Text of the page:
Episode 4: Last Resort

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Trapped on a small probe ship with a self-serving alien intelligence that had taken over his 8theta/mu unit, his one link to the outside world, Dr. Walter Knussen clamped down hard on his fear.

It was time to think strategically. Trouble was, against a being powerful enough to decimate six colony worlds, his odds of developing a defensive posture on the spot were near zero. No matter how improbable it seemed, he decided that his only option was to go on the offensive.

His one hope, he knew, was to find a bargaining chip — something his adversary needed. Maybe if he could just keep the disagreeable thing talking, it would let something slip.

“The long term survival of my species?” he asked. “What the strange quark makes you think that’s up to you?”

The alien intelligence lodged in the 8theta/mu unit made its point of view disturbingly clear. The colonists on Delphi had sown their own fate by refusing to cooperate with its plan to regenerate its long-dormant species.

“All we asked for were a few volunteers for genome remapping and re-education,” it said. “But your people are so intolerant. Instead of cooperating, they assaulted us. Frankly, we don’t see what the fuss was about. Our species is obviously superior. Your colleagues should have jumped at the chance to be reborn.”

As a consequence, the intelligence explained, it had launched the deadly bacterium that had taken the lives of millions and threatened billions more across the settled universe.

“A matter of self-defense,” it said.

Knussen’s brow furrowed. If it were true that the intelligence had been attacked, the scale of its defensive maneuver was open to question. But against a being so maniacally inventive, there was little he could do but stall for time.

“If you need us to regenerate,” he said. “I fail to see how annihilating us furthers your aims.”

“Perhaps our response was a bit rash,” said the intelligence through the android’s language centers. “What do you propose?”

“To begin with,” said Knussen, “stop underestimating us. We have an advanced cloning practice that can generate all the necessary organic matter. You’d need only provide the genome and a phenotypical template. Or we might accomplish something similar with biomechanics.”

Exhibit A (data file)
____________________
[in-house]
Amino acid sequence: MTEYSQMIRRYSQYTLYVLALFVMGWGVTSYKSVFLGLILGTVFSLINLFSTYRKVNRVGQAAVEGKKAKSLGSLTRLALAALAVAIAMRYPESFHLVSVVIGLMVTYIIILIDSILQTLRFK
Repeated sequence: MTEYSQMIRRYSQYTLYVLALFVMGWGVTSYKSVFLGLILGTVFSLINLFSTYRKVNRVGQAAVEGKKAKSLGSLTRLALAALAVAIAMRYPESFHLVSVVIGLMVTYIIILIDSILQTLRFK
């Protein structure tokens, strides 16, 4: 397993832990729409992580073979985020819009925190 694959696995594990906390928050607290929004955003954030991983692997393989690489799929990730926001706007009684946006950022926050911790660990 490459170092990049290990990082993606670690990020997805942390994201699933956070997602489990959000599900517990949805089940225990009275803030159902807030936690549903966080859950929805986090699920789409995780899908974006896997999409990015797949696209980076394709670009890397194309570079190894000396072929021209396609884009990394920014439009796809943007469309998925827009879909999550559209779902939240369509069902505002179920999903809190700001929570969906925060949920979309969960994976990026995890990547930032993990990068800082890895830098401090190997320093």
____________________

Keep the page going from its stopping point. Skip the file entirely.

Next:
Knussen watched as the alien intelligence walked his android over to the command center’s single polyglass portal.

“To see the stars again, after ten thousand cycles of confinement in an a-dimensional e-mag bottle,” it said. “Desirable is hardly the word.”

“You would, however, have to meet my terms,” said Knussen.

Over the alien’s protests, Knussen assured the intelligence that the Capricorn had its weapons trained on his ship and was only too eager to vaporize it if he made an unauthorized move.

“Besides,” he explained, “I have only one request. Restore the colonists on Delphi and its local trading partners. Do that and I will have all the ammunition I need to convince my superiors.”

“Ridiculous,” said the intelligence. “You saw for yourself….” “Yes,” said Knussen, “I saw what you did to the Delphians. I also caught a glimpse of your mind when you insinuated yourself into my brainstem. I’m willing to bet the effects of the bacterium are reversible.”

The 8theta/mu unit turned back to face him.

“You … might be correct,” said the alien. “In any case, a certain number of your operatives proved resistant. Remarkable. We made sure to block them from your mind, but though gravely ill, they are still active. We could start with them. The rest are merely comatose, as you’d have seen if we’d allowed it.”

“Then you’ll comply,” said Knussen. “As soon as the population of Delphi and the other five colonies report in, I can make a proposal to my superiors. Until then, we’re both stuck here in quarantine.”

The android walked over to where Knussen was standing and leaned against the ship’s navigation console.

“Fine,” said the intelligence. “But know this. I have implanted a dormant strain of the bacterium into your system. At the first sign of deception, I will make it active. Do you understand?”

Knussen stared at the 8theta/mu unit a good thirty seconds, before he turned away, squeezed his eyes shut and whispered a complex alpha-numeric command string into the ship’s comlink system. A ship wide message rang out before he’d blinked twice.


Knussen’s voice was quiet, measured.

“You were saying?” he asked.

(To be continued)

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